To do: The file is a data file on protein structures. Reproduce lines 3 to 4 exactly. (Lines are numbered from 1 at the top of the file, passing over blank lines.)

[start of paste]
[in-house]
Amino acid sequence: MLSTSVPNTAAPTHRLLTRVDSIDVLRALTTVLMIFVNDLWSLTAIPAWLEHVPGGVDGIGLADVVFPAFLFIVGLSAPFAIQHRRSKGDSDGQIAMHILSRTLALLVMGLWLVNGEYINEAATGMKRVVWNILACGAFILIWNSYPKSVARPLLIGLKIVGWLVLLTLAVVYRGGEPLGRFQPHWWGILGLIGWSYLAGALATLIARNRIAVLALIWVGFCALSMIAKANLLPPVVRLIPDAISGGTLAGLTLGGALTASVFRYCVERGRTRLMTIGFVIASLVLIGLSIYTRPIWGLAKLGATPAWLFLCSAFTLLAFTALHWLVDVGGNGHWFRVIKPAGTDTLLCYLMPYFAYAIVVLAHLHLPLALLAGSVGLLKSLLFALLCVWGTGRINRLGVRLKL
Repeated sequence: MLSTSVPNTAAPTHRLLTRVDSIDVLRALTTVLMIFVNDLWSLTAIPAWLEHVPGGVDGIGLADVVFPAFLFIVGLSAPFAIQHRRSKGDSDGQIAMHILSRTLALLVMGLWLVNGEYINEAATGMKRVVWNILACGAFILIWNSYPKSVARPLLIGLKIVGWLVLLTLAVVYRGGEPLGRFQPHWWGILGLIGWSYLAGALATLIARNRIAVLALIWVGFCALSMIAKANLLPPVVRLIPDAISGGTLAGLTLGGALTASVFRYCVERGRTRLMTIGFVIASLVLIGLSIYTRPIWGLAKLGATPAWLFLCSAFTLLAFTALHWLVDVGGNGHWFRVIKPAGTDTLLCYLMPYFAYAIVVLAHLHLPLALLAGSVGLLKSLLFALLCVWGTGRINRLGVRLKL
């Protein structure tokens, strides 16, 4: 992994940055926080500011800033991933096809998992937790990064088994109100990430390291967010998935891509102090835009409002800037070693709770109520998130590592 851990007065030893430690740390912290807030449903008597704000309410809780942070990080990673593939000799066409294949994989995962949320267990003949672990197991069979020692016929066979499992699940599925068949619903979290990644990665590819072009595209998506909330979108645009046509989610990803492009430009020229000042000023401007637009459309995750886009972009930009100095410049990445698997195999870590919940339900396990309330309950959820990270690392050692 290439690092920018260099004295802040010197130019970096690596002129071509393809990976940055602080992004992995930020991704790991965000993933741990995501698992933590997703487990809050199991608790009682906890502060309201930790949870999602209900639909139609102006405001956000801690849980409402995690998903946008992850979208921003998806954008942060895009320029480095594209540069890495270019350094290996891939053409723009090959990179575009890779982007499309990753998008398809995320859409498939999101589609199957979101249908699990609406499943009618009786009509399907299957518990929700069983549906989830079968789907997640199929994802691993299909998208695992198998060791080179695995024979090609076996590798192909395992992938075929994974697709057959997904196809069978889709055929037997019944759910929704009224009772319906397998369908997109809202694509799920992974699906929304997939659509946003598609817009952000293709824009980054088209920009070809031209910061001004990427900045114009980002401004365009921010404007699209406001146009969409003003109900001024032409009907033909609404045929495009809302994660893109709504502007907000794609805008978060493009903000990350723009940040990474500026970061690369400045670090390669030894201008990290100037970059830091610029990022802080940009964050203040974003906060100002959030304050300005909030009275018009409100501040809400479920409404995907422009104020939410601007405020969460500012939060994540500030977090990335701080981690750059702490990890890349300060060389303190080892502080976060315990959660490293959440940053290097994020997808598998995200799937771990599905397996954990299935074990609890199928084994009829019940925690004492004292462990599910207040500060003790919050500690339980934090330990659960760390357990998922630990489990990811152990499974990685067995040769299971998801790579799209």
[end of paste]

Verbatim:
Repeated sequence: MLSTSVPNTAAPTHRLLTRVDSIDVLRALTTVLMIFVNDLWSLTAIPAWLEHVPGGVDGIGLADVVFPAFLFIVGLSAPFAIQHRRSKGDSDGQIAMHILSRTLALLVMGLWLVNGEYINEAATGMKRVVWNILACGAFILIWNSYPKSVARPLLIGLKIVGWLVLLTLAVVYRGGEPLGRFQPHWWGILGLIGWSYLAGALATLIARNRIAVLALIWVGFCALSMIAKANLLPPVVRLIPDAISGGTLAGLTLGGALTASVFRYCVERGRTRLMTIGFVIASLVLIGLSIYTRPIWGLAKLGATPAWLFLCSAFTLLAFTALHWLVDVGGNGHWFRVIKPAGTDTLLCYLMPYFAYAIVVLAHLHLPLALLAGSVGLLKSLLFALLCVWGTGRINRLGVRLKL
């Protein structure tokens, strides 16, 4: 992994940055926080500011800033991933096809998992937790990064088994109100990430390291967010998935891509102090835009409002800037070693709770109520998130590592 851990007065030893430690740390912290807030449903008597704000309410809780942070990080990673593939000799066409294949994989995962949320267990003949672990197991069979020692016929066979499992699940599925068949619903979290990644990665590819072009595209998506909330979108645009046509989610990803492009430009020229000042000023401007637009459309995750886009972009930009100095410049990445698997195999870590919940339900396990309330309950959820990270690392050692 290439690092920018260099004295802040010197130019970096690596002129071509393809990976940055602080992004992995930020991704790991965000993933741990995501698992933590997703487990809050199991608790009682906890502060309201930790949870999602209900639909139609102006405001956000801690849980409402995690998903946008992850979208921003998806954008942060895009320029480095594209540069890495270019350094290996891939053409723009090959990179575009890779982007499309990753998008398809995320859409498939999101589609199957979101249908699990609406499943009618009786009509399907299957518990929700069983549906989830079968789907997640199929994802691993299909998208695992198998060791080179695995024979090609076996590798192909395992992938075929994974697709057959997904196809069978889709055929037997019944759910929704009224009772319906397998369908997109809202694509799920992974699906929304997939659509946003598609817009952000293709824009980054088209920009070809031209910061001004990427900045114009980002401004365009921010404007699209406001146009969409003003109900001024032409009907033909609404045929495009809302994660893109709504502007907000794609805008978060493009903000990350723009940040990474500026970061690369400045670090390669030894201008990290100037970059830091610029990022802080940009964050203040974003906060100002959030304050300005909030009275018009409100501040809400479920409404995907422009104020939410601007405020969460500012939060994540500030977090990335701080981690750059702490990890890349300060060389303190080892502080976060315990959660490293959440940053290097994020997808598998995200799937771990599905397996954990299935074990609890199928084994009829019940925690004492004292462990599910207040500060003790919050500690339980934090330990659960760390357990998922630990489990990811152990499974990685067995040769299971998801790579799209």